The University recently commenced long-awaited renovations to the Smith Center, and has raised almost $9 million of the $25 million that they will eventually need for the project.
Individual donors have contributed about $4.5 million since fundraising began last spring, a figure that is being matched on a rolling basis by the Smith-Kogod foundation – which pledged up to $10 million, said Laurel Price Jones, vice president for advancement. The Smith-Kogod gift is the largest in University history.
“We will reach the $10 million figure,” Price Jones said of individual donations. “The fundraising is way ahead of the need to spend the money.”
Price Jones said that neither the men’s basketball team’s subpar performance this season nor the poor economy have affected fundraising efforts much so far, but conceded that her office has had to “work harder” because of the situation. The school has five years to reach the $10 million matching pledge, a timetable Price Jones said is easily attainable.
Funding was secure enough to start the first phase of the three-phase renovation at the start of this semester. Construction workers are jackhammering daily to clear out space in the bottom level of the building, which houses the weight room, locker rooms and training room, director of athletics Jack Kvancz said. It will eventually also be the site of the new academic center for athletes.
Jason Wilson, assistant athletic director and facilities manager for the Smith Center, said the first and second phase of the project – which features interior work on the main level, including a new athletic director’s club on the court-level – will hopefully be completed by this September. Though there is a tentative timetable, there will likely be setbacks as the work progresses, Kvancz added.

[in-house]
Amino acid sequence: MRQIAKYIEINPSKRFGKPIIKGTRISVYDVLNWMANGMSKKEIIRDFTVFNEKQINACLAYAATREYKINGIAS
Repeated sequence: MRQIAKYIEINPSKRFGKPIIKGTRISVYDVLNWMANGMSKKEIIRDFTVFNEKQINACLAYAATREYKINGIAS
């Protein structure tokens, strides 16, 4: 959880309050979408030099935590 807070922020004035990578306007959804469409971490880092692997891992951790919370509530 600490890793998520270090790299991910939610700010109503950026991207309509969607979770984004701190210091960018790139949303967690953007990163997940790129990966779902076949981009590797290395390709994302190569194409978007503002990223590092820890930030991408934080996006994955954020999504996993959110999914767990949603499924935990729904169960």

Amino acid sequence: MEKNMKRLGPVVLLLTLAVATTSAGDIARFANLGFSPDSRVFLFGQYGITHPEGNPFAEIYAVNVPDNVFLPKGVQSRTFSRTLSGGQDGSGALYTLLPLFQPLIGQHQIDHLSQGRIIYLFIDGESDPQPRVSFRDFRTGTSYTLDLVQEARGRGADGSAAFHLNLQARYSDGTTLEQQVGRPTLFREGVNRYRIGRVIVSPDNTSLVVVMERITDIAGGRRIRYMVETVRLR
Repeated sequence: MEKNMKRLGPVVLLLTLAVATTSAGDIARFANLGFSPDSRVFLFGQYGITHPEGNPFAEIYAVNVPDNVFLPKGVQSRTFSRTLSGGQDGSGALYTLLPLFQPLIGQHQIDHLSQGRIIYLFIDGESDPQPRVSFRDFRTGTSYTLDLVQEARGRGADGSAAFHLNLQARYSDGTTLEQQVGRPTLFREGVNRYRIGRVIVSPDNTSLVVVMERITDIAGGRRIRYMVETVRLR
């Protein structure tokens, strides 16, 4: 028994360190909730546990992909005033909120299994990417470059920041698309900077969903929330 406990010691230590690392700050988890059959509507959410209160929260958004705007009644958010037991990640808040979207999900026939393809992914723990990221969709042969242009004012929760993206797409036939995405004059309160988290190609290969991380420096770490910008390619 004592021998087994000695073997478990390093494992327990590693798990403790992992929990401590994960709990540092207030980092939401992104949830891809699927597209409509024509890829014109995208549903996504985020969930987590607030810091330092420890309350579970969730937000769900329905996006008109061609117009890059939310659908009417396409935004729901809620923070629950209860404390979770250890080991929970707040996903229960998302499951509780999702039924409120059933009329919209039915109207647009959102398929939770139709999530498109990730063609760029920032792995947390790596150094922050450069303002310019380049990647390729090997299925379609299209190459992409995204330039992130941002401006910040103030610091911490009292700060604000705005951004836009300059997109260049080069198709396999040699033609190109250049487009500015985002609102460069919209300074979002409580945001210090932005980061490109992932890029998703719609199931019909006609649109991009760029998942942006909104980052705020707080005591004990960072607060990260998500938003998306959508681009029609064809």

“The construction people have been nebulous in what they have said is going to happen because they don’t know what problems they’re going to hit,” Kvancz said. “It could even go quicker than we expect.”
By the time school starts next fall, the school hopes to at least have all of the teams’ locker rooms finished, Wilson said. The arena was built before Title IX changed the amount of space needed for women’s sports, forcing all sports to cope with less than ideal conditions.
“We’re going to make much better use of the space we have,” Wilson said.
Once the interior is finished, work will begin on the outside of the stadium, which will feature a glass entrance.
The Hatchet reported in September that the University had raised $1 million.
Dan Rocha, executive director of athletic development, and Richard Sheehe, assistant vice president of development communications, declined to comment.